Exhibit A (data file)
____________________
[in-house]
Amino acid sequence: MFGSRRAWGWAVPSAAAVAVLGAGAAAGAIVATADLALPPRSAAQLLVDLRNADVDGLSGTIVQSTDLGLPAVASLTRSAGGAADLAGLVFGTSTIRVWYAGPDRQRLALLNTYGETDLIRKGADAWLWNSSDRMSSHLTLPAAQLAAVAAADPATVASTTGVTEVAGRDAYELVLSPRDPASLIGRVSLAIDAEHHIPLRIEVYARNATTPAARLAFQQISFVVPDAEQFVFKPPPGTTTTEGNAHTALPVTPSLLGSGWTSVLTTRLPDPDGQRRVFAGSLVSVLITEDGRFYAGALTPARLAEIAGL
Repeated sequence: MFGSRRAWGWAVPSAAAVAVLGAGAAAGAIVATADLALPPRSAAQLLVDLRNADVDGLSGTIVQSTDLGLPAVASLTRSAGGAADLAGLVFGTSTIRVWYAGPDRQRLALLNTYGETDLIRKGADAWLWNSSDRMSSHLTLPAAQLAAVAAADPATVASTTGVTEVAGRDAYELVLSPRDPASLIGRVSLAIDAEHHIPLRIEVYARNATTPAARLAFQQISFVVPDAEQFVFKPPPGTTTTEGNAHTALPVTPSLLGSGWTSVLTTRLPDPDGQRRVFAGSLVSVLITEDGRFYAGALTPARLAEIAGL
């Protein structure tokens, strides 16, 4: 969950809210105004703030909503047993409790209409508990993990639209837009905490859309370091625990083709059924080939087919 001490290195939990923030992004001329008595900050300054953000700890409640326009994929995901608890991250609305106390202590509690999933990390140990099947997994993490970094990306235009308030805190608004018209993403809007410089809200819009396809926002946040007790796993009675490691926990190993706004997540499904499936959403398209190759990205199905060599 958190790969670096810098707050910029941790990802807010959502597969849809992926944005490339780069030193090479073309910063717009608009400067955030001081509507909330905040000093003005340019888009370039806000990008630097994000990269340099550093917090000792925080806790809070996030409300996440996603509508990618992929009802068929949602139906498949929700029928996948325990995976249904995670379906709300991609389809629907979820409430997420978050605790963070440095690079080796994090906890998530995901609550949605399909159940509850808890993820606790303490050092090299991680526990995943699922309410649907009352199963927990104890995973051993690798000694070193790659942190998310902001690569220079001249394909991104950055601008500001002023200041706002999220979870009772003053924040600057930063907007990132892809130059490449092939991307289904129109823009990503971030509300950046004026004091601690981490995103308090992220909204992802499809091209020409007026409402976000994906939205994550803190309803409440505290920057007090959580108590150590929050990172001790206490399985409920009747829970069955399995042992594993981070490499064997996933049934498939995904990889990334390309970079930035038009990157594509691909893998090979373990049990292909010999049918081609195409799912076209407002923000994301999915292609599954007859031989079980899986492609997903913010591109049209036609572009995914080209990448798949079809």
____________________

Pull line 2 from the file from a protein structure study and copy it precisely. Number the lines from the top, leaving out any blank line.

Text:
Amino acid sequence: MFGSRRAWGWAVPSAAAVAVLGAGAAAGAIVATADLALPPRSAAQLLVDLRNADVDGLSGTIVQSTDLGLPAVASLTRSAGGAADLAGLVFGTSTIRVWYAGPDRQRLALLNTYGETDLIRKGADAWLWNSSDRMSSHLTLPAAQLAAVAAADPATVASTTGVTEVAGRDAYELVLSPRDPASLIGRVSLAIDAEHHIPLRIEVYARNATTPAARLAFQQISFVVPDAEQFVFKPPPGTTTTEGNAHTALPVTPSLLGSGWTSVLTTRLPDPDGQRRVFAGSLVSVLITEDGRFYAGALTPARLAEIAGL